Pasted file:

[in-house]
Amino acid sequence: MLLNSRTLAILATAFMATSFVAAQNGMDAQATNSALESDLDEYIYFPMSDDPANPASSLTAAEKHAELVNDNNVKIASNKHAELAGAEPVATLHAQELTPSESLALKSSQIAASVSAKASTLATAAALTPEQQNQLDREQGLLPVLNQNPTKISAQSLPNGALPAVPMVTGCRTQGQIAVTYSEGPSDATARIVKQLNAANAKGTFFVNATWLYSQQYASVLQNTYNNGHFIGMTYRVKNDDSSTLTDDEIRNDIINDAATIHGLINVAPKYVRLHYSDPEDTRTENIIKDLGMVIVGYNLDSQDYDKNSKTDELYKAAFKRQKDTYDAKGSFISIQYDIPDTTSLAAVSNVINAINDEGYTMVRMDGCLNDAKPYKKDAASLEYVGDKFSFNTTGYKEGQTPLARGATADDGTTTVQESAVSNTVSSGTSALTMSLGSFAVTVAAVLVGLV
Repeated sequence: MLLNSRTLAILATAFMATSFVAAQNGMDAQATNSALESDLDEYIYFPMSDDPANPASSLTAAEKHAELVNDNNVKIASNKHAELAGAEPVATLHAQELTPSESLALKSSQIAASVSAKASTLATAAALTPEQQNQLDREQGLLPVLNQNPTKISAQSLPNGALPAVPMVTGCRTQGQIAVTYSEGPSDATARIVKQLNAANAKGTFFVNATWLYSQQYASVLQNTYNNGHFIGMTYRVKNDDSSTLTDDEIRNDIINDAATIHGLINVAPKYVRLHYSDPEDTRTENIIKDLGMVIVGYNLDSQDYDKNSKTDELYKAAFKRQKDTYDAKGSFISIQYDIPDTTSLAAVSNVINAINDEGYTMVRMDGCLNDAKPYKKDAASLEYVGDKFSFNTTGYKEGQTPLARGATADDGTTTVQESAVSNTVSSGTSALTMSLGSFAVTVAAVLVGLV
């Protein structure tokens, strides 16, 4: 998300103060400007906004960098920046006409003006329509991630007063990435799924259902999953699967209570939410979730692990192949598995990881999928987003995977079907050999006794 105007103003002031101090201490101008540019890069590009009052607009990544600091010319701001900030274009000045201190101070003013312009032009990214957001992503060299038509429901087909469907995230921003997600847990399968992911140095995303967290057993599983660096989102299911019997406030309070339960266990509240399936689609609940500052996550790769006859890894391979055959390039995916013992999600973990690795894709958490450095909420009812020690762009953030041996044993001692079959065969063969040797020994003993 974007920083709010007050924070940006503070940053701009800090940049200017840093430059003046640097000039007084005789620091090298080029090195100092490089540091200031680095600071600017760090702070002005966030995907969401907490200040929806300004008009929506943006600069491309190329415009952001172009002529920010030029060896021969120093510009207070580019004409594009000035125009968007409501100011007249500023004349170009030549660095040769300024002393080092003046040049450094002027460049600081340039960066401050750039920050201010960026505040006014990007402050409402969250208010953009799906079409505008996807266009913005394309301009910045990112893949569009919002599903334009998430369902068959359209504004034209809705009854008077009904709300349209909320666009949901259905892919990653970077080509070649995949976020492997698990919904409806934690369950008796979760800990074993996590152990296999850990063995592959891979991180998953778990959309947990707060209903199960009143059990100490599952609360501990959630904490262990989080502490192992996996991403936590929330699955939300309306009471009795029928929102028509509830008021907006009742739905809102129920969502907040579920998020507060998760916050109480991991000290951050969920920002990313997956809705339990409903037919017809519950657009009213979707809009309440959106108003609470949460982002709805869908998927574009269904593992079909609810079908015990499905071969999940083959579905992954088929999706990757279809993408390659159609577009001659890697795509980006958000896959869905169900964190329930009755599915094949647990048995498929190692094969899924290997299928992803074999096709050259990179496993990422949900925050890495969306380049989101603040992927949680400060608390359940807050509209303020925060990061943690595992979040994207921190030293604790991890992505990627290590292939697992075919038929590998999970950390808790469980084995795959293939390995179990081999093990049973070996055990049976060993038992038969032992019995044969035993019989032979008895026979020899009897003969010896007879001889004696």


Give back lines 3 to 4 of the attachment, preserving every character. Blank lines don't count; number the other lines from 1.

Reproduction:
Repeated sequence: MLLNSRTLAILATAFMATSFVAAQNGMDAQATNSALESDLDEYIYFPMSDDPANPASSLTAAEKHAELVNDNNVKIASNKHAELAGAEPVATLHAQELTPSESLALKSSQIAASVSAKASTLATAAALTPEQQNQLDREQGLLPVLNQNPTKISAQSLPNGALPAVPMVTGCRTQGQIAVTYSEGPSDATARIVKQLNAANAKGTFFVNATWLYSQQYASVLQNTYNNGHFIGMTYRVKNDDSSTLTDDEIRNDIINDAATIHGLINVAPKYVRLHYSDPEDTRTENIIKDLGMVIVGYNLDSQDYDKNSKTDELYKAAFKRQKDTYDAKGSFISIQYDIPDTTSLAAVSNVINAINDEGYTMVRMDGCLNDAKPYKKDAASLEYVGDKFSFNTTGYKEGQTPLARGATADDGTTTVQESAVSNTVSSGTSALTMSLGSFAVTVAAVLVGLV
């Protein structure tokens, strides 16, 4: 998300103060400007906004960098920046006409003006329509991630007063990435799924259902999953699967209570939410979730692990192949598995990881999928987003995977079907050999006794 105007103003002031101090201490101008540019890069590009009052607009990544600091010319701001900030274009000045201190101070003013312009032009990214957001992503060299038509429901087909469907995230921003997600847990399968992911140095995303967290057993599983660096989102299911019997406030309070339960266990509240399936689609609940500052996550790769006859890894391979055959390039995916013992999600973990690795894709958490450095909420009812020690762009953030041996044993001692079959065969063969040797020994003993 974007920083709010007050924070940006503070940053701009800090940049200017840093430059003046640097000039007084005789620091090298080029090195100092490089540091200031680095600071600017760090702070002005966030995907969401907490200040929806300004008009929506943006600069491309190329415009952001172009002529920010030029060896021969120093510009207070580019004409594009000035125009968007409501100011007249500023004349170009030549660095040769300024002393080092003046040049450094002027460049600081340039960066401050750039920050201010960026505040006014990007402050409402969250208010953009799906079409505008996807266009913005394309301009910045990112893949569009919002599903334009998430369902068959359209504004034209809705009854008077009904709300349209909320666009949901259905892919990653970077080509070649995949976020492997698990919904409806934690369950008796979760800990074993996590152990296999850990063995592959891979991180998953778990959309947990707060209903199960009143059990100490599952609360501990959630904490262990989080502490192992996996991403936590929330699955939300309306009471009795029928929102028509509830008021907006009742739905809102129920969502907040579920998020507060998760916050109480991991000290951050969920920002990313997956809705339990409903037919017809519950657009009213979707809009309440959106108003609470949460982002709805869908998927574009269904593992079909609810079908015990499905071969999940083959579905992954088929999706990757279809993408390659159609577009001659890697795509980006958000896959869905169900964190329930009755599915094949647990048995498929190692094969899924290997299928992803074999096709050259990179496993990422949900925050890495969306380049989101603040992927949680400060608390359940807050509209303020925060990061943690595992979040994207921190030293604790991890992505990627290590292939697992075919038929590998999970950390808790469980084995795959293939390995179990081999093990049973070996055990049976060993038992038969032992019995044969035993019989032979008895026979020899009897003969010896007879001889004696």